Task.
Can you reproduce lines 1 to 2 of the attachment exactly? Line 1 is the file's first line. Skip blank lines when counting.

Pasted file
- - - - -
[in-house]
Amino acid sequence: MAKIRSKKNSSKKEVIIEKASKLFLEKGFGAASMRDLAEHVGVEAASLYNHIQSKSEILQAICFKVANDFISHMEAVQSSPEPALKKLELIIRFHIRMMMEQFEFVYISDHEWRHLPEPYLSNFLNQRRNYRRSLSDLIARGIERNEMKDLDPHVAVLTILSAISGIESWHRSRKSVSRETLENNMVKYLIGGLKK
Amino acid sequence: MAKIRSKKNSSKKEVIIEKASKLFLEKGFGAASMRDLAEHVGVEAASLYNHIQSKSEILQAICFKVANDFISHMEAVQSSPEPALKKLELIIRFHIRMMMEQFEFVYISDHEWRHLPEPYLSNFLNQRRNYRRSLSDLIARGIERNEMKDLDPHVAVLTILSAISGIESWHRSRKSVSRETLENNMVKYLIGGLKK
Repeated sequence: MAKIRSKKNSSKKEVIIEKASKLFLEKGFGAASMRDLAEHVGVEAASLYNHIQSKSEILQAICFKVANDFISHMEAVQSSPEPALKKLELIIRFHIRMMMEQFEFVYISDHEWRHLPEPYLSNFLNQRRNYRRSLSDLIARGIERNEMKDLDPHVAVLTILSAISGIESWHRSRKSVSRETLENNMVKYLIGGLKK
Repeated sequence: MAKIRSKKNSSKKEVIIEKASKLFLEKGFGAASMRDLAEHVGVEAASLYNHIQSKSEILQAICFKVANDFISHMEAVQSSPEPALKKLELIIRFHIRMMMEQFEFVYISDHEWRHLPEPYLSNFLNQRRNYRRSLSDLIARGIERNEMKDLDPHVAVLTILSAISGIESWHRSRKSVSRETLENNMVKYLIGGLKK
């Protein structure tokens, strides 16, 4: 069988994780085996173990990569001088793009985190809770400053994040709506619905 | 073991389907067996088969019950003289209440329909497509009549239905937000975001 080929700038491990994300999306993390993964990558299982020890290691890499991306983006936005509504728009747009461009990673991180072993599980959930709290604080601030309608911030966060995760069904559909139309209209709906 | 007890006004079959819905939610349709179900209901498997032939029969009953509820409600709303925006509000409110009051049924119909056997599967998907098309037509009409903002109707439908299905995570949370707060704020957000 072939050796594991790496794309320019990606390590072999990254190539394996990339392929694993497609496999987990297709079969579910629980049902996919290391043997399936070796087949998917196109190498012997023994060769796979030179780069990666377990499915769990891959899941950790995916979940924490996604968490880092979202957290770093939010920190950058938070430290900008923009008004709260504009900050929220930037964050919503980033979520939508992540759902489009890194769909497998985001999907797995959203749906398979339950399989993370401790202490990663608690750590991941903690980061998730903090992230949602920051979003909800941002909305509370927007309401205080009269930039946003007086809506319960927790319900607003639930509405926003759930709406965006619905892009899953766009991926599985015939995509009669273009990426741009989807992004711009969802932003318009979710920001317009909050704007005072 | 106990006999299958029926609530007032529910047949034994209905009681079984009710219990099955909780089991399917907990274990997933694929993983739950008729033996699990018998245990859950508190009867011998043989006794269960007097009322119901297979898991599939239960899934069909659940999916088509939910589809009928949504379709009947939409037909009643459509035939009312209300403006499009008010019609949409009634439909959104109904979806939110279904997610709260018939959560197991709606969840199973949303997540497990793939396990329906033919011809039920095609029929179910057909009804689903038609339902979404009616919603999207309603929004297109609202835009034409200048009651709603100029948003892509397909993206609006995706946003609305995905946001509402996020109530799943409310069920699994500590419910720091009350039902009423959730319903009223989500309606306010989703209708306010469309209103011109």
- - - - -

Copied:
[in-house]
Amino acid sequence: MAKIRSKKNSSKKEVIIEKASKLFLEKGFGAASMRDLAEHVGVEAASLYNHIQSKSEILQAICFKVANDFISHMEAVQSSPEPALKKLELIIRFHIRMMMEQFEFVYISDHEWRHLPEPYLSNFLNQRRNYRRSLSDLIARGIERNEMKDLDPHVAVLTILSAISGIESWHRSRKSVSRETLENNMVKYLIGGLKK